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Interactive Website Merges Technology, History, and Literature


The poet John Keats was born in a home located where this Moorgate pub now stands.

New Interactive Website Links Networks of British and American Authors

During frequent return trips to London, Stanford Professor of English Literature, Martin Evans spent many days searching for houses, apartments, pubs, and other buildings associated with literary authors throughout the city. Using the popular tour book, Walking Literary London as a guide, Evans sought out and photographed more than three hundred literary-historical destinations.

Among other areas, Evans visited Hampstead, a residential London neighborhood, which John Keats and George Orwell once called home, and Primrose Hill, a tree-lined neighborhood in Northwest London where two former homes of Sylvia Plath are located.

During the course of his research he came across several interesting connections, for instance the fact that both Donne and Milton were born in Bread Street, that Lord Byron, Evelyn Waugh and Graham Greene all lodged for a while in Albany, just off Piccadilly, that at different times Henry James and T.S.Eliot both had apartments in Carlyle Mansions in Chelsea, that Virginia Woolf once lived in a building that formerly housed Bernard Shaw and his mother, that as a boy Yeats lived in the same house that Sylvia Plath was to occupy many years later, and that Hilda Doolittle hosted D.H. Lawrence and his wife, Frieda in her Bloomsbury home  at 44 Mecklenburgh Square while they were house-hunting.

Along the way he noted surprising facts about literary networks.  “Mary Shelley lived in twenty-five different places while she was in London,” he explained. “It struck me as quite extraordinary.” On his return to Stanford, Evans found himself speculating about what other connections might be made between the lives of his favorite authors.

Sharing a Passion for Literature

This interest led him to create Authorial London, a website where he could share his growing knowledge of the locations associated with the lives of literary figures who resided in London. For as George Williams put it in his encyclopedic Guide to Literary London (1973), “a visit to a house where a great writer was born or died, to the church where he was baptized or married, to the streets along which he walked, to the places he frequented, to the home where he wrote, even to the grave where he is buried – this gives a peculiar sense of immediacy, of flesh-and-blood reality, of humanness, that mere reading of the printed page cannot possibly give.”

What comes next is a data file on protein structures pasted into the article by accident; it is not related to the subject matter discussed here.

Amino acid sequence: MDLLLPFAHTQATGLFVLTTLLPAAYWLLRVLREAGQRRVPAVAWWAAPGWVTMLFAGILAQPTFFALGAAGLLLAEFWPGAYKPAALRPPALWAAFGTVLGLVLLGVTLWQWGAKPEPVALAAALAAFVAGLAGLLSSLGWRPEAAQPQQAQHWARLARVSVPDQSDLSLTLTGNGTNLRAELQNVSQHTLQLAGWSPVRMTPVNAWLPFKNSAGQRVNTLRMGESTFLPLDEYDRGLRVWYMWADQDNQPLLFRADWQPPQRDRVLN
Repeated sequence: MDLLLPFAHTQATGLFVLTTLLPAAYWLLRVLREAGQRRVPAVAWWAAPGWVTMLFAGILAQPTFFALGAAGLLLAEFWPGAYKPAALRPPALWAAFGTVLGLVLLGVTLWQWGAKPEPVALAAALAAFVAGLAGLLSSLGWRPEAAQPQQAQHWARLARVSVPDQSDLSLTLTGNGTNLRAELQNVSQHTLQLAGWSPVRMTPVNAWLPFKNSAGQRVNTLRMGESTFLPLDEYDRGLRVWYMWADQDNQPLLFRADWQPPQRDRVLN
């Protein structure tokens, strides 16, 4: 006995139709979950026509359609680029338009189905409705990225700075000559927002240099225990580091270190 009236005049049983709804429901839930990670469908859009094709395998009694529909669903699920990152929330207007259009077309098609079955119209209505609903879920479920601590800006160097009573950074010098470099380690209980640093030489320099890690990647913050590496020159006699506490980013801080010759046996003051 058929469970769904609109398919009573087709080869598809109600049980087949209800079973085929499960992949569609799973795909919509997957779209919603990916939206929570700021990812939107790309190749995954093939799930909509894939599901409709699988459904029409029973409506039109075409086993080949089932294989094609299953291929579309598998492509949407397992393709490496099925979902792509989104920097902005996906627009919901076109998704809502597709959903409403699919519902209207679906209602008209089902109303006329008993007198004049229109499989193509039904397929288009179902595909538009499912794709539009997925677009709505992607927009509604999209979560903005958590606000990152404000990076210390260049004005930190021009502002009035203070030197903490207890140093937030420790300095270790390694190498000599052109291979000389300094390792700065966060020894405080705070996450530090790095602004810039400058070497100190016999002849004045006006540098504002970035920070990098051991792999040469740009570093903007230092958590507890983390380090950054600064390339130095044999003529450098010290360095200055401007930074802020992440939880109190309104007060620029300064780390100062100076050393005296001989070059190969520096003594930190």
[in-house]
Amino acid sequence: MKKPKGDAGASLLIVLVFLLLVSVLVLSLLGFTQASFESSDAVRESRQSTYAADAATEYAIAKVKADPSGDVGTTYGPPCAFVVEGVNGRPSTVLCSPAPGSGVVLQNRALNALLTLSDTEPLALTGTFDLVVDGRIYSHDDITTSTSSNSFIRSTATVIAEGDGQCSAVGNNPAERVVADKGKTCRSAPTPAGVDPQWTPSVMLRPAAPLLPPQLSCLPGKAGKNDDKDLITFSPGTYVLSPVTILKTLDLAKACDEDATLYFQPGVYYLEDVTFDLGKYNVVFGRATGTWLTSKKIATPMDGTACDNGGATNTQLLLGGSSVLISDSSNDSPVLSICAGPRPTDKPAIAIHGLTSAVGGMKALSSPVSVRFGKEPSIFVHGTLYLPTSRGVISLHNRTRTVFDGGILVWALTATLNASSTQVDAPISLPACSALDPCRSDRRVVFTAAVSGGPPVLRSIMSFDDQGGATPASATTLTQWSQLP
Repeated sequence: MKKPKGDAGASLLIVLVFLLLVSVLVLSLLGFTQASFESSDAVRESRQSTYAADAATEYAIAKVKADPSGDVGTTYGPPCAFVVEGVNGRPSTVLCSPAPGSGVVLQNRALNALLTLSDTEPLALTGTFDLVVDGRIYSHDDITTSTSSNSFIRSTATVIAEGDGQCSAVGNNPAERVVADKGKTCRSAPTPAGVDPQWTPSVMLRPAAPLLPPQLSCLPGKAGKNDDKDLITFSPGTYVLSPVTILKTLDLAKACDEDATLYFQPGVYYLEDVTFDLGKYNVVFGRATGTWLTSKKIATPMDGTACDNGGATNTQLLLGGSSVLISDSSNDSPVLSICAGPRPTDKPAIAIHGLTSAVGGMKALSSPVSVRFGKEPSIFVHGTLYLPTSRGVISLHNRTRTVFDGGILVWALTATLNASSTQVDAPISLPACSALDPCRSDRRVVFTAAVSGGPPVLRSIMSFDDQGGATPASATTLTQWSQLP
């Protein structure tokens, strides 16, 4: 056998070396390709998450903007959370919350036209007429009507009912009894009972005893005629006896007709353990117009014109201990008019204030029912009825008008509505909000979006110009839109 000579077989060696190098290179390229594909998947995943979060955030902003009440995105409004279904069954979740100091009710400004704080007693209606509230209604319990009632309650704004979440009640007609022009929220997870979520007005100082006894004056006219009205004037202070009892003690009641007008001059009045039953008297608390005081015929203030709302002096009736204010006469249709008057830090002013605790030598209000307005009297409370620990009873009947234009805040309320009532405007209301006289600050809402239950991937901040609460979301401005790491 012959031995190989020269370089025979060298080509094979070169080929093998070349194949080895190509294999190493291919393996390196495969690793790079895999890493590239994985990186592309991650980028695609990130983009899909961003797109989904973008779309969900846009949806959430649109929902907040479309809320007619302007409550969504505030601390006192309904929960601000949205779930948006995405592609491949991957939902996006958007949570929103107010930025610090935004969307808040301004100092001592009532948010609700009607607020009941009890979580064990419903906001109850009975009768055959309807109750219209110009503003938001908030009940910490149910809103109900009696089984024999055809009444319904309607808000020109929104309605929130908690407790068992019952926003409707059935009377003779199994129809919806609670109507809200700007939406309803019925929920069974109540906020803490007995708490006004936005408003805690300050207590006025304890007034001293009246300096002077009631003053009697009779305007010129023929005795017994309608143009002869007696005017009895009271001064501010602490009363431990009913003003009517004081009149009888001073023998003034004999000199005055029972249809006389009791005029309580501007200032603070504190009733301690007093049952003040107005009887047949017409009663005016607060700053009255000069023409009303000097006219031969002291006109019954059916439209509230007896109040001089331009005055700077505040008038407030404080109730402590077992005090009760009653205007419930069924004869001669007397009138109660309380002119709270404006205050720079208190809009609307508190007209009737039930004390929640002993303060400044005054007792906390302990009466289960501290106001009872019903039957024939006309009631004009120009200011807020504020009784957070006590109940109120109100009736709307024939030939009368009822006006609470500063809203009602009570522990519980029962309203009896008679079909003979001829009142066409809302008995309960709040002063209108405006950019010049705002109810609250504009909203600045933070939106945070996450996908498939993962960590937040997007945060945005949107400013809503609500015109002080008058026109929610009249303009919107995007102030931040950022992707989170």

In the last several years Professor Evans, whose research centers on the poetry of John Milton, has been developing the website with the specific aim of adding cultural and material context to the lives of authors who resided in London. To appeal to a wider readership, the site is organized authorially, rather than geographically and is designed primarily for those students of English literature who may not have an opportunity to explore in person the innumerable literary sites that London contains, and who may want to focus on only one or merely a few of the vast number of authors who spent part of their lives in London.

“For those people whose primary interest might be a particular writer or group of writers,” Evans explained, “there is no better way of organizing it.” From Geoffrey Chaucer to Mark Twain, Evans selected a shortlist of fifty North American and British authors who spent a significant part of their lives in London. Evans joked that a comprehensive overview of all the writers who crossed paths in London “would occupy an entire server.” Readers may be surprised to learn that Sylvia Plath once lived in the same modest house in Primrose Hill in which W.B.Yeats lived many years earlier.

In Plath’s time, it was a working class area beset with blue-collar workers and struggling artists. These days, glamorous socialites like Kate Moss and Sienna Miller have been dubbed by the British tabloids as the “Primrose Hill set.” The website explains that Plath’s apartment consisted of a small bedroom, a kitchen, a living room and a bath. “Plath loved it, at least at the beginning,” the website explains. Here, Plath wrote her great social commentary of mental illness, The Bell Jar. “Some authors like Mary Shelley lived in as many as 25 different places while they were in London,” Evans explained. “Others, like Dickens, were fairly mobile while Carlyle and his wife spent most of their married life in a house in Chelsea.

Merging Technology and History

Professor Evans, who has taught at Stanford University since 1963, is no stranger to technological innovation.